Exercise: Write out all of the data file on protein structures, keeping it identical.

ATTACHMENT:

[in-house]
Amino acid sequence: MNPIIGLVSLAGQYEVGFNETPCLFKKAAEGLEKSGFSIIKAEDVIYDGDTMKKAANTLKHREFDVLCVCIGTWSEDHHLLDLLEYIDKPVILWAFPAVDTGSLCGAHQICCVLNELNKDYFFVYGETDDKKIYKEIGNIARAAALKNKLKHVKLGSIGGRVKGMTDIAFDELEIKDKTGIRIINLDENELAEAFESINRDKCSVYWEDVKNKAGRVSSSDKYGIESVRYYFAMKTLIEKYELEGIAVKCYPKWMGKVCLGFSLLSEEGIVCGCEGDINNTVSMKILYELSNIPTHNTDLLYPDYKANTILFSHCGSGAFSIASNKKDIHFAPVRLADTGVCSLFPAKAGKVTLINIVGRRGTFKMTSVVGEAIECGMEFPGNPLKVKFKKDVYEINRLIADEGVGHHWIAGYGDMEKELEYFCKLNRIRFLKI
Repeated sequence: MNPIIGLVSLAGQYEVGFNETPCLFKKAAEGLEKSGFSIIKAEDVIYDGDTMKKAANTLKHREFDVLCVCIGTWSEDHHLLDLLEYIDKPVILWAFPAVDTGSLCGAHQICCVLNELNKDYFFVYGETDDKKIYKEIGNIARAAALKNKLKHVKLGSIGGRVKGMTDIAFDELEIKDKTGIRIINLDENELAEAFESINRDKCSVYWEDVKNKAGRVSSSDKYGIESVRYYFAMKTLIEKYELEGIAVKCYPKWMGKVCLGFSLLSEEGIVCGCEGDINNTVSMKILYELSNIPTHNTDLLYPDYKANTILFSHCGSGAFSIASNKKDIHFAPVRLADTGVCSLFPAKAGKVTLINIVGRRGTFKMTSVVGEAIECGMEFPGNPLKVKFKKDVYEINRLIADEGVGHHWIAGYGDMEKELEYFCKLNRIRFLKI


[in-house]
Amino acid sequence: MNPIIGLVSLAGQYEVGFNETPCLFKKAAEGLEKSGFSIIKAEDVIYDGDTMKKAANTLKHREFDVLCVCIGTWSEDHHLLDLLEYIDKPVILWAFPAVDTGSLCGAHQICCVLNELNKDYFFVYGETDDKKIYKEIGNIARAAALKNKLKHVKLGSIGGRVKGMTDIAFDELEIKDKTGIRIINLDENELAEAFESINRDKCSVYWEDVKNKAGRVSSSDKYGIESVRYYFAMKTLIEKYELEGIAVKCYPKWMGKVCLGFSLLSEEGIVCGCEGDINNTVSMKILYELSNIPTHNTDLLYPDYKANTILFSHCGSGAFSIASNKKDIHFAPVRLADTGVCSLFPAKAGKVTLINIVGRRGTFKMTSVVGEAIECGMEFPGNPLKVKFKKDVYEINRLIADEGVGHHWIAGYGDMEKELEYFCKLNRIRFLKI
Repeated sequence: MNPIIGLVSLAGQYEVGFNETPCLFKKAAEGLEKSGFSIIKAEDVIYDGDTMKKAANTLKHREFDVLCVCIGTWSEDHHLLDLLEYIDKPVILWAFPAVDTGSLCGAHQICCVLNELNKDYFFVYGETDDKKIYKEIGNIARAAALKNKLKHVKLGSIGGRVKGMTDIAFDELEIKDKTGIRIINLDENELAEAFESINRDKCSVYWEDVKNKAGRVSSSDKYGIESVRYYFAMKTLIEKYELEGIAVKCYPKWMGKVCLGFSLLSEEGIVCGCEGDINNTVSMKILYELSNIPTHNTDLLYPDYKANTILFSHCGSGAFSIASNKKDIHFAPVRLADTGVCSLFPAKAGKVTLINIVGRRGTFKMTSVVGEAIECGMEFPGNPLKVKFKKDVYEINRLIADEGVGHHWIAGYGDMEKELEYFCKLNRIRFLKI